When students have decided on the career they want to pursue after graduation, Baylor Career Services
is ready to help them make themselves attractive to employers and secure a good job.
Dr. John Boyd, director of career services, said he and his colleagues strive to do whatever it takes to help a student prepare for the job market.
"Our main purpose is to serve students such that they are best prepared to be able to acquire either internships or full-time employment," he said.
One way Boyd and his staff help students prepare for the job hunt is through one-on-one counseling.
"We have a full-time career advisor on staff who can do a number of things for students," Boyd said. "One thing is to review a student's résumé. They can bring in their résumé and we'll critique it and give it back to them quickly with suggested improvements. In addition, we can talk about employment opportunities, make the student familiar with a number of helpful websites and, in general, try to direct students into areas where they might find jobs they'd want."
Baylor Career Services sponsors a number of campus events designed to aid in the job search. Each semester they provide workshops on topics such as résumé writing, interviewing, networking and job initiation skills.
"We also bring employers on campus to a series of job fairs to interview students for internships or full-time positions," Boyd said. The specialized job fairs Baylor sponsors each year includes ones aimed at student athletes, future teachers, science, engineering and math students, and students interested in working for nonprofit organizations or considering employment in Waco.
Boyd advises students to begin attending Baylor job fairs early, for a couple of reasons. The first is that, even if a student is not ready to pursue a full-time job, many of the employers represented at job fairs are seeking student interns.
"Baylor students should start this process as freshmen. From day one when they matriculate, students begin creating a résumé, whether that's written down on paper or not," Boyd said. "And since more than 60 percent of full-time employment is now preceded by internships, if students wait until their junior or senior year to begin the process, their options are more limited. If, by contrast, they start as freshmen and have two, three or even four internships completed by the time they graduate, that is pure gold on a résumé."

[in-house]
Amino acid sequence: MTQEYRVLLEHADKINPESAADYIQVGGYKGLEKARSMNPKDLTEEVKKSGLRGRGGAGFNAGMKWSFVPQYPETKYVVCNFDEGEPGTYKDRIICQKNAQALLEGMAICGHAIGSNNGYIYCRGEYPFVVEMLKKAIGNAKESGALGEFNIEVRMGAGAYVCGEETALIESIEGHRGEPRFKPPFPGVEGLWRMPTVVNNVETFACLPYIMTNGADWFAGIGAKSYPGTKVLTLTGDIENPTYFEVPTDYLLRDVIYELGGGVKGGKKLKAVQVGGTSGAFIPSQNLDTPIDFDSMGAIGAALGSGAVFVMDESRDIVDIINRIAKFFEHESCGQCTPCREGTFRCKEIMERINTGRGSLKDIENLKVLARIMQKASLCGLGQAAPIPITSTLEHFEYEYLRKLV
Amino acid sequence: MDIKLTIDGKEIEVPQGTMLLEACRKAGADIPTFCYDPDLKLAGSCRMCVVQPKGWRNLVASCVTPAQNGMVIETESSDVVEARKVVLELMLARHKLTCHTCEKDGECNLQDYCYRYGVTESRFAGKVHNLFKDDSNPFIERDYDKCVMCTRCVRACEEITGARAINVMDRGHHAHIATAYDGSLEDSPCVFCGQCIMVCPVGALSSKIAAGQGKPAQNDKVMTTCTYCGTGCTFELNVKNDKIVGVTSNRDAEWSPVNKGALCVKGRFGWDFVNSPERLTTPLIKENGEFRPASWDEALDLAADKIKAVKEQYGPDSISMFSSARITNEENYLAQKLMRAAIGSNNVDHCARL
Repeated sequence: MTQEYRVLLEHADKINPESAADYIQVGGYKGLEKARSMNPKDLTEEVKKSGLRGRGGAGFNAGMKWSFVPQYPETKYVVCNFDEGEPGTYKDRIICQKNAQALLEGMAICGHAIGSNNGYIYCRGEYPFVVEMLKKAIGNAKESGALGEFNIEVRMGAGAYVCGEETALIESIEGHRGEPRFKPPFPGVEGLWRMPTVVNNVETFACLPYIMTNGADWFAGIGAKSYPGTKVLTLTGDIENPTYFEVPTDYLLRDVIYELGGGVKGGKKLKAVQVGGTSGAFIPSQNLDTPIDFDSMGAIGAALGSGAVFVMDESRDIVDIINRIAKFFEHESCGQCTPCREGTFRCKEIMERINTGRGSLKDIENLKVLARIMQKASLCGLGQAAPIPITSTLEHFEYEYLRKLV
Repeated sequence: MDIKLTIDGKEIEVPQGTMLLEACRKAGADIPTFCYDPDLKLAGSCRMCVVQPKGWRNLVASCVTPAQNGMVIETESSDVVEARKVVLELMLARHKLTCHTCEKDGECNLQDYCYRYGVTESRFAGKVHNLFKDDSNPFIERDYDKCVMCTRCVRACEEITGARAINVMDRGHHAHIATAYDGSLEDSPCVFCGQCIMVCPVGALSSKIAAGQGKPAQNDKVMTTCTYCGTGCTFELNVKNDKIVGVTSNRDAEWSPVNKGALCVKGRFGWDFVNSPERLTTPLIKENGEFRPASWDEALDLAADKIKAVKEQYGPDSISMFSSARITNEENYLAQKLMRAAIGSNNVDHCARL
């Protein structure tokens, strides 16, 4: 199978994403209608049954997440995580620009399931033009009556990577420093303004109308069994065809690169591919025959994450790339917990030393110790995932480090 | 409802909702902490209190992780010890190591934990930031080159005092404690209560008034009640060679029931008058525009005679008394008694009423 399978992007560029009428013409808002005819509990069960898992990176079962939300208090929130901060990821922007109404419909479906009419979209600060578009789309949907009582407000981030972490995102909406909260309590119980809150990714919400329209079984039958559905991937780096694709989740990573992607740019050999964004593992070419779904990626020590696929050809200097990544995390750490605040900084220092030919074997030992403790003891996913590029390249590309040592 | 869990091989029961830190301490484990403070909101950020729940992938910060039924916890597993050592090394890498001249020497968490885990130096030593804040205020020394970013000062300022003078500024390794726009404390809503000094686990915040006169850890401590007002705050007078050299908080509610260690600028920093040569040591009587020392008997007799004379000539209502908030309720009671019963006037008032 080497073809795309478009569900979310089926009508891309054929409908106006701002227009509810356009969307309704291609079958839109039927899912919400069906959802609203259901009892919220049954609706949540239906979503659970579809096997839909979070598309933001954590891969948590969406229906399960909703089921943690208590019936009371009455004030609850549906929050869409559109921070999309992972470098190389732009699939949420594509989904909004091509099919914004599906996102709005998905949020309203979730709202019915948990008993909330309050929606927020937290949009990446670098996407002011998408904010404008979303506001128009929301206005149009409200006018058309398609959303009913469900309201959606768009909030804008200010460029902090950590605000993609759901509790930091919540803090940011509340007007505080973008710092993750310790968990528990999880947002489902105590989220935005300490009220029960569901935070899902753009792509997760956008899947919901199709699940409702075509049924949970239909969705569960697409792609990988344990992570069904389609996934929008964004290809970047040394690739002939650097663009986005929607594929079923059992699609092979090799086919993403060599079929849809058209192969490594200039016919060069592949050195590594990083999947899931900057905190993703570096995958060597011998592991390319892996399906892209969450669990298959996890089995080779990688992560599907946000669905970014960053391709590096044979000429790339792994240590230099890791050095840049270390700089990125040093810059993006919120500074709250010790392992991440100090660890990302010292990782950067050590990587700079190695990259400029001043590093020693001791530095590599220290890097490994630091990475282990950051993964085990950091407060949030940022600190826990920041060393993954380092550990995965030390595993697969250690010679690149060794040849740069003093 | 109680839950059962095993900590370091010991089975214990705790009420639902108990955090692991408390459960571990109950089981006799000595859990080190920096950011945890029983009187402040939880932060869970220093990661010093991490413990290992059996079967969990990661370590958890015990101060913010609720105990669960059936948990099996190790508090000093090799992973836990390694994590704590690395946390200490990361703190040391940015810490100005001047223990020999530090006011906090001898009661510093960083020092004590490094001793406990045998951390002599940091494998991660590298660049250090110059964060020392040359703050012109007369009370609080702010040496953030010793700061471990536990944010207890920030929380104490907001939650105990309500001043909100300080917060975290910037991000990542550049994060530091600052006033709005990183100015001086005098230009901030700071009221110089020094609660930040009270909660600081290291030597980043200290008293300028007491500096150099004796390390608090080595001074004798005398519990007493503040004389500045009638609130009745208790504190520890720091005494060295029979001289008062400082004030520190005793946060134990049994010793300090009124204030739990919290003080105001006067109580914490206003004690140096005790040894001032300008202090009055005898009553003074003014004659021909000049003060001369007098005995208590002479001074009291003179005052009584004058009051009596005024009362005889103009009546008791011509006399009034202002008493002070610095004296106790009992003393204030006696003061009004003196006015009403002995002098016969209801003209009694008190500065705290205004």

A second reason Boyd gives for students to visit job fairs early is to develop ongoing relationships with employers.
"If a freshman or sophomore goes to a job fair and finds a company they're very intrigued by, they can develop a relationship with that employer so that when they return the next year and visit them again, the employer sees that the student has a sincere interest in them," Boyd said. "By attending the job fairs and talking with employers, students can also practice what we call the elevator speech -- a speech they could deliver during a short elevator ride outlining what about them is of special interest to an employer."
Boyd stressed that current economic conditions will require students to work actively toward increasing the breadth of their work experience.
"With this economy, there are still going to be jobs, but they will be fewer, and that means the competition will be stiffer," he said. "As a result, students will need to show themselves as distinctly competent above and beyond their peers. One way to do that is through internships. Another way is to have an international experience by studying abroad. There are few companies that aren't somehow connected internationally today, and they look for employees who've been abroad and have that added experience."
To market themselves more widely, students can put their résumé on file with Baylor Career Services, allowing potential employers to go online and check them out.
"In what we call our Hire a Bear résumé referral system, companies and organizations call us and tell us what kind of employee they are looking for, and what the requirements are for the job they have open," Boyd said. "We'll then go into our electronic database and the computer will ferret out the résumé of every student that meets the criteria. We'll then transfer those résumés to the company so they can look through them, cull the ones they want and then contact the students directly."
Boyd said it's important for faculty and staff to encourage students to take advantage of the valuable services offered through Baylor Career Services.
"When students look for credible advice about their futures, they often turn first to their professors and mentors," he said. "We encourage faculty and staff to let students know the value of the services we offer."
For more information, contact the Office of Career Counseling
or Baylor Career Services